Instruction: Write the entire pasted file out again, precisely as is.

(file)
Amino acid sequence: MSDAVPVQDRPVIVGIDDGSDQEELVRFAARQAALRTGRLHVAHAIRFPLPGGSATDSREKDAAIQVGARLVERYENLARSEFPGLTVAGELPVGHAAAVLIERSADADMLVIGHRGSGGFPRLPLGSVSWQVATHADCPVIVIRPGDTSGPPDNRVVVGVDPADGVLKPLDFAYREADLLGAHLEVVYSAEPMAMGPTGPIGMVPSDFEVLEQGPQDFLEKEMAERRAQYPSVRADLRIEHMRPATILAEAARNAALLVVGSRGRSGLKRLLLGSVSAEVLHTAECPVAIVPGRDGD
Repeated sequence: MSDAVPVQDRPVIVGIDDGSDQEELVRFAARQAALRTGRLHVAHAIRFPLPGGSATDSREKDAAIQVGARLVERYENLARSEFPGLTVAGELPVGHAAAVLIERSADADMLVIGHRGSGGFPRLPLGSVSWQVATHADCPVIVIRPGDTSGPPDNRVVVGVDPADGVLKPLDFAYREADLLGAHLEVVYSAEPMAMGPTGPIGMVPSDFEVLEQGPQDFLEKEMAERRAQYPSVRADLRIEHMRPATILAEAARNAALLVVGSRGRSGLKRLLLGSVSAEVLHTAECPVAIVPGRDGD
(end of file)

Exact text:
Amino acid sequence: MSDAVPVQDRPVIVGIDDGSDQEELVRFAARQAALRTGRLHVAHAIRFPLPGGSATDSREKDAAIQVGARLVERYENLARSEFPGLTVAGELPVGHAAAVLIERSADADMLVIGHRGSGGFPRLPLGSVSWQVATHADCPVIVIRPGDTSGPPDNRVVVGVDPADGVLKPLDFAYREADLLGAHLEVVYSAEPMAMGPTGPIGMVPSDFEVLEQGPQDFLEKEMAERRAQYPSVRADLRIEHMRPATILAEAARNAALLVVGSRGRSGLKRLLLGSVSAEVLHTAECPVAIVPGRDGD
Repeated sequence: MSDAVPVQDRPVIVGIDDGSDQEELVRFAARQAALRTGRLHVAHAIRFPLPGGSATDSREKDAAIQVGARLVERYENLARSEFPGLTVAGELPVGHAAAVLIERSADADMLVIGHRGSGGFPRLPLGSVSWQVATHADCPVIVIRPGDTSGPPDNRVVVGVDPADGVLKPLDFAYREADLLGAHLEVVYSAEPMAMGPTGPIGMVPSDFEVLEQGPQDFLEKEMAERRAQYPSVRADLRIEHMRPATILAEAARNAALLVVGSRGRSGLKRLLLGSVSAEVLHTAECPVAIVPGRDGD